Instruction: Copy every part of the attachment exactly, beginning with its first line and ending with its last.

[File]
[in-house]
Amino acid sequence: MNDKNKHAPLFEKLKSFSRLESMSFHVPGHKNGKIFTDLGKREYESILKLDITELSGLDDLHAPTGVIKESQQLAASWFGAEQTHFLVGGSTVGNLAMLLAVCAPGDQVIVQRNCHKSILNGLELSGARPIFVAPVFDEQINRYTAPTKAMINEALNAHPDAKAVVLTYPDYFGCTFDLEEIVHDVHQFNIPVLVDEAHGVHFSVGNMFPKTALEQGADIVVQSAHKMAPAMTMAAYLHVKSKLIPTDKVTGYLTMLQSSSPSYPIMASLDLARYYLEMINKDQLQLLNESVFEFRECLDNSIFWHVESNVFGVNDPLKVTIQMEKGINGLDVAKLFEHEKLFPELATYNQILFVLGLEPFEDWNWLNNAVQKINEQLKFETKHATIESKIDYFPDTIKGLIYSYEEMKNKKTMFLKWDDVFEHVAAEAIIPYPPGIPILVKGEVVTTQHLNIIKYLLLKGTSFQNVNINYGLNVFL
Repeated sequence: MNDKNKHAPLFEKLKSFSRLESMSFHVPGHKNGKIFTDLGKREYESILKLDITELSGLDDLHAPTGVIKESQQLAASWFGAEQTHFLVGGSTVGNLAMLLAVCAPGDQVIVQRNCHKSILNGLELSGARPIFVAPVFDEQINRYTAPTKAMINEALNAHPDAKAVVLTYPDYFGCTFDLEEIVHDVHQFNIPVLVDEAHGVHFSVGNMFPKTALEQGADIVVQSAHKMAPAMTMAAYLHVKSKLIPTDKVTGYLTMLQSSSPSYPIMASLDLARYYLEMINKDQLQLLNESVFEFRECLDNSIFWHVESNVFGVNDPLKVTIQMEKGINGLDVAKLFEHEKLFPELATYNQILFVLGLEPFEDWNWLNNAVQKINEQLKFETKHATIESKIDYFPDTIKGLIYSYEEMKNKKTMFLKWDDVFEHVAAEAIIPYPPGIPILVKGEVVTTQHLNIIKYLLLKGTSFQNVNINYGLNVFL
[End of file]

[in-house]
Amino acid sequence: MNDKNKHAPLFEKLKSFSRLESMSFHVPGHKNGKIFTDLGKREYESILKLDITELSGLDDLHAPTGVIKESQQLAASWFGAEQTHFLVGGSTVGNLAMLLAVCAPGDQVIVQRNCHKSILNGLELSGARPIFVAPVFDEQINRYTAPTKAMINEALNAHPDAKAVVLTYPDYFGCTFDLEEIVHDVHQFNIPVLVDEAHGVHFSVGNMFPKTALEQGADIVVQSAHKMAPAMTMAAYLHVKSKLIPTDKVTGYLTMLQSSSPSYPIMASLDLARYYLEMINKDQLQLLNESVFEFRECLDNSIFWHVESNVFGVNDPLKVTIQMEKGINGLDVAKLFEHEKLFPELATYNQILFVLGLEPFEDWNWLNNAVQKINEQLKFETKHATIESKIDYFPDTIKGLIYSYEEMKNKKTMFLKWDDVFEHVAAEAIIPYPPGIPILVKGEVVTTQHLNIIKYLLLKGTSFQNVNINYGLNVFL
Repeated sequence: MNDKNKHAPLFEKLKSFSRLESMSFHVPGHKNGKIFTDLGKREYESILKLDITELSGLDDLHAPTGVIKESQQLAASWFGAEQTHFLVGGSTVGNLAMLLAVCAPGDQVIVQRNCHKSILNGLELSGARPIFVAPVFDEQINRYTAPTKAMINEALNAHPDAKAVVLTYPDYFGCTFDLEEIVHDVHQFNIPVLVDEAHGVHFSVGNMFPKTALEQGADIVVQSAHKMAPAMTMAAYLHVKSKLIPTDKVTGYLTMLQSSSPSYPIMASLDLARYYLEMINKDQLQLLNESVFEFRECLDNSIFWHVESNVFGVNDPLKVTIQMEKGINGLDVAKLFEHEKLFPELATYNQILFVLGLEPFEDWNWLNNAVQKINEQLKFETKHATIESKIDYFPDTIKGLIYSYEEMKNKKTMFLKWDDVFEHVAAEAIIPYPPGIPILVKGEVVTTQHLNIIKYLLLKGTSFQNVNINYGLNVFL